Calloused knees. Prayer closet. Answered prayers. Prayer warrior.
These four phrases don’t exactly trigger me with spiritual PTSD, but they do represent markers in my journey of moving from prayer-guilt into the grace of praying. For many years, I felt more like a D-student in the school of prayer than a beloved son in the presence of God. I was afraid to not pray, but I had very little delight in actually praying.
As a young believer in the late sixties, the joy of my new life in Christ was palpable and plenteous. But pretty soon, I started to feel the pressure of a new burden to “get it right.” I had consistent quiet times, underlined verses in my Bible (in three different colors), and engaged in Scripture memory. I fellowshipped, witnessed, and prayed. Unfortunately, these crucial spiritual disciplines functioned more as a means of guilt (or pride) than as a means of grace. Many of God’s good gifts are misused and disused until they become rightly used. This is certainly true of prayer.
A part of the problem — no, the biggest issue — was that I began the Christian life with a limited understanding of what happened when God gave me faith to trust Jesus and hid my life in his Son. I was certain of going to heaven when I died, but I knew little of what God thought about me while I lived.
United Forever with Christ
In Christ, all riches were already deposited into my account, but I was clueless about them. I knew Jesus died for my sins and that I was fully forgiven. But only years later did I come to understand my union with Christ, the imputation of his righteousness, and my adoption into God’s family — to name a few of the glorious benefits of our life in Christ.
I don’t blame anyone for not teaching me about union with Christ. I’m just eternally grateful I finally learned about it, came to rest in it, and now live out of its glorious implications. It wasn’t a game changer, but an everything changer — not a new day, but a new forever.
Our union with Christ is the foundation and fountain for knowing God, and the spiritual disciplines — including prayer (when shaped and fueled by the gospel) — are the means by which we deepen our knowledge of God and learn to “glorify and enjoy him forever.” Though the gospel has freed us from all earning, it certainly doesn’t free us from all effort. But the effort I now invest in praying has become a delight, not a burden.
Moving on from guilt and fear, I now focus on three callings that have radically transformed how I engage in prayer.
Fellowship with Your Father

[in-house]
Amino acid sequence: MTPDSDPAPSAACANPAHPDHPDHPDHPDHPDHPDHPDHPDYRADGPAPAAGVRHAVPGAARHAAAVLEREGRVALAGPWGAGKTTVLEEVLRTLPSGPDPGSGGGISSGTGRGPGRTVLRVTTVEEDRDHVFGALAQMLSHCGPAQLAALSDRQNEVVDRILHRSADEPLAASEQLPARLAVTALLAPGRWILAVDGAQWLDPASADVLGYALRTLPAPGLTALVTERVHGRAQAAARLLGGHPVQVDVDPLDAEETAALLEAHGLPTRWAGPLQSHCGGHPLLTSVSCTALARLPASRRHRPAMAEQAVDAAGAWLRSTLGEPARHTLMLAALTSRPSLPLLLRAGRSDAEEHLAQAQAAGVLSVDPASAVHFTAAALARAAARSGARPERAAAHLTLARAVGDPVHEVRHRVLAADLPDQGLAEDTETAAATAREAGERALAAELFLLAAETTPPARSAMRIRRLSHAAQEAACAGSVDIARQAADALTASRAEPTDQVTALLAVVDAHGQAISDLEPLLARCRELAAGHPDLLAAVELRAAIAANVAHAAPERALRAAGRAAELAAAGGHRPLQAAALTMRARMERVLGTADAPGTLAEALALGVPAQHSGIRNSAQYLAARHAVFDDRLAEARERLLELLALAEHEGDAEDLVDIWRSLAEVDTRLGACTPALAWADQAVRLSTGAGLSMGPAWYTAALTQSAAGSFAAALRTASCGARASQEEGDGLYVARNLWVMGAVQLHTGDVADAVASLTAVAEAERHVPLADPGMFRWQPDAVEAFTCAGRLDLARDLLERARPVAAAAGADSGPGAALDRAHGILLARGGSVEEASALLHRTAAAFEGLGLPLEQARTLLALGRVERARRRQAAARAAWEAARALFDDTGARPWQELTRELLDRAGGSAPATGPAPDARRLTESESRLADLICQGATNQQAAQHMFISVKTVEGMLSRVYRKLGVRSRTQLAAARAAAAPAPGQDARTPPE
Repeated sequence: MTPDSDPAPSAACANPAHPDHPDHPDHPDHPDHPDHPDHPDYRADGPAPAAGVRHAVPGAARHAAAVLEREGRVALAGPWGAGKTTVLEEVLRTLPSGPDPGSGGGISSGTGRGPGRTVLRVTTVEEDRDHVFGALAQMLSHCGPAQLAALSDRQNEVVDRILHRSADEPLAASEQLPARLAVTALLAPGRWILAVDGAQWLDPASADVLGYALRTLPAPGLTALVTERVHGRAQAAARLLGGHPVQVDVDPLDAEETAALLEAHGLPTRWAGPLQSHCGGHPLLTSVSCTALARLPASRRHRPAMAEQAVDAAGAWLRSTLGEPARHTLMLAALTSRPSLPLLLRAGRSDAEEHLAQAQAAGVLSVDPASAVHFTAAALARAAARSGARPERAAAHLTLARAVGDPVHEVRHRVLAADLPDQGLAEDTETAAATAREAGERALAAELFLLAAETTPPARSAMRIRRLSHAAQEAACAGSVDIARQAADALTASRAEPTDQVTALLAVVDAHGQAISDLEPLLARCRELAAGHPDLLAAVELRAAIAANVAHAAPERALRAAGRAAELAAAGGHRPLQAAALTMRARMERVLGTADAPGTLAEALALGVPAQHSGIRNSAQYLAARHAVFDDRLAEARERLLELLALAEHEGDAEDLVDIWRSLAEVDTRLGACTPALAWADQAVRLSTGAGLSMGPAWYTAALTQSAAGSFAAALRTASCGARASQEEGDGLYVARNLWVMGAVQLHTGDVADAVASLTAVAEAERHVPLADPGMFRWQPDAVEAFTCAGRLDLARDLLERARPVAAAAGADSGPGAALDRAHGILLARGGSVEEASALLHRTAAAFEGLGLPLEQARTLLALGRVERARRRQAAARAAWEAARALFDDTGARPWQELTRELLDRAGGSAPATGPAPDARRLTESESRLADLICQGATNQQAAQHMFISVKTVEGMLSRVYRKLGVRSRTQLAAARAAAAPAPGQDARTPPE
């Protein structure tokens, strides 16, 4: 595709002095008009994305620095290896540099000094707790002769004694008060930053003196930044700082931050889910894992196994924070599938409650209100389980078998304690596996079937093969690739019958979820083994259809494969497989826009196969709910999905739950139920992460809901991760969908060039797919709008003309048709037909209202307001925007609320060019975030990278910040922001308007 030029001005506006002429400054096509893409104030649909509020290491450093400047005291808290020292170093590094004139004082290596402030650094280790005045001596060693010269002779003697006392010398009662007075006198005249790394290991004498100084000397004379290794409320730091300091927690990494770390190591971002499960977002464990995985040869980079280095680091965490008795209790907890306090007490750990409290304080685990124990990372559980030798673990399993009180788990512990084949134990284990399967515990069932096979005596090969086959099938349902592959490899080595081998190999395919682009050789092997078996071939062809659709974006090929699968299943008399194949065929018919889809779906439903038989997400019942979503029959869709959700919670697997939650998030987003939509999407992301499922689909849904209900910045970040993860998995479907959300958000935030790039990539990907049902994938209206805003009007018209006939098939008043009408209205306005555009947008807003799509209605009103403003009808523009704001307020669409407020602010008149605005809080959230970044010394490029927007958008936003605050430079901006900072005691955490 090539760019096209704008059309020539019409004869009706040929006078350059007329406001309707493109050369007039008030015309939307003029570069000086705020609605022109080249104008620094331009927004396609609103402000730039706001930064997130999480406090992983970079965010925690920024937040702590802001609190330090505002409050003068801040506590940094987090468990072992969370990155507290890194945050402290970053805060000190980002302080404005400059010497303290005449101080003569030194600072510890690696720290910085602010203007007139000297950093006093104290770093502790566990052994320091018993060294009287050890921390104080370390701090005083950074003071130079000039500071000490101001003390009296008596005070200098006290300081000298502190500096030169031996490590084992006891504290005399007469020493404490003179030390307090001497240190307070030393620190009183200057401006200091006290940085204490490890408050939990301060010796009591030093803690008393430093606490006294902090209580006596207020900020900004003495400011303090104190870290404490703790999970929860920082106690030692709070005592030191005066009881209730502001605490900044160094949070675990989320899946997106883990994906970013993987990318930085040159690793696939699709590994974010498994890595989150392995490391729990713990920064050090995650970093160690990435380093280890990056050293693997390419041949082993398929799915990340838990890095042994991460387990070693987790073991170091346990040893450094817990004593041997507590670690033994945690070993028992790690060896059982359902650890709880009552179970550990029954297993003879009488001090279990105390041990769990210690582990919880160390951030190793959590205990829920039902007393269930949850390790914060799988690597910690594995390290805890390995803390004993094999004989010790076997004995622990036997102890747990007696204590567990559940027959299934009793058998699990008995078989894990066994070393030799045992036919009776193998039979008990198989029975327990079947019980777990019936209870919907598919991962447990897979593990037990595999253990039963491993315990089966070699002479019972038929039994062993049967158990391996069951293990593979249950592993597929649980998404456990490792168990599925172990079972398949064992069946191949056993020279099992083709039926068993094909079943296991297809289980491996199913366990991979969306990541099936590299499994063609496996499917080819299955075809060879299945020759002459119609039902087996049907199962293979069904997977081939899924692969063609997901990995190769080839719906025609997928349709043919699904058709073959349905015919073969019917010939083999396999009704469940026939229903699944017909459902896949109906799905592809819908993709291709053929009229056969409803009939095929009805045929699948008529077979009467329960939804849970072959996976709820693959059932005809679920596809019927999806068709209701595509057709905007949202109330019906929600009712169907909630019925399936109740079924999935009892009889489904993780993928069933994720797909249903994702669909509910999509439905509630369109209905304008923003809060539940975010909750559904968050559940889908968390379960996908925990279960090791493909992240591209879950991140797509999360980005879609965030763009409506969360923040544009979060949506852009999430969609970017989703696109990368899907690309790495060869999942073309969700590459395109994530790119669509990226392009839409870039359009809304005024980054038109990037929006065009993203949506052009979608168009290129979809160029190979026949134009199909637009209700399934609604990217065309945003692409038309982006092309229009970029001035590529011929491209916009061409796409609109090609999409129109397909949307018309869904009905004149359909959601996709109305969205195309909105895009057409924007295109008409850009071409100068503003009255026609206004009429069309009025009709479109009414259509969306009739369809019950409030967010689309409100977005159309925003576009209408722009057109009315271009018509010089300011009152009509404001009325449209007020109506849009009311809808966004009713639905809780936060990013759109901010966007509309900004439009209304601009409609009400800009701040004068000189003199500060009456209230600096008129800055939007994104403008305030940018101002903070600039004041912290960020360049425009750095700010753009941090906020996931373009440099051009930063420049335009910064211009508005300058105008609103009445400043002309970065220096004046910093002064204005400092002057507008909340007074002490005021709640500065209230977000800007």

“Fellowship with your Father” is exactly how my spiritual father, Jack Miller, reframed prayer for me, keying off of Jesus’s glorious invitation to say, “Our Father in heaven” (Matthew 6:9). How many times did I hear (and need to hear) Jack say, “Scotty, our Father wants to spend time with you more than you are even confident and comfortable in his presence. He loves you. You’ll never shock him, and he’ll never shame you. He knows your need is greater than you realize, and his provision for you in Jesus is exponentially more than you have yet grasped.”
Indeed, the gospel frees us from thinking of prayer as a way to get God’s attention — an effort to convince him of something we need or something we want him to do. Prayer is God’s nonstop welcome to us — a grace-subpoena into his presence (Hebrews 4:16).
Our Father is always initiating and resourcing our communion with himself. As we spend both quality and quantity time with him, all the incomplete and wrong notions we’ve had about him get exposed and expelled. He also re-parents us through unrushed time in his presence. Abba is the Father we always wanted, and he alone can be to us what no human father could ever be.
The better we know God as our Father, we more we begin to embrace how big and good his prayer-answer vocabulary actually is. Answered prayer is no longer equated with a yes to our petitions. We begin to rest in our Father’s multiple wise answers, like no, not yet, and yes, but not exactly as you are asking. The burden is off our shoulders. We can ask with abandon and trust with even greater abandon. Our Father is always doing all things well, even when he doesn’t do all things easy. Our Father’s no is sweeter than any yes we can imagine — or demand. We start giving more yeses to him rather than “needing” yeses from him.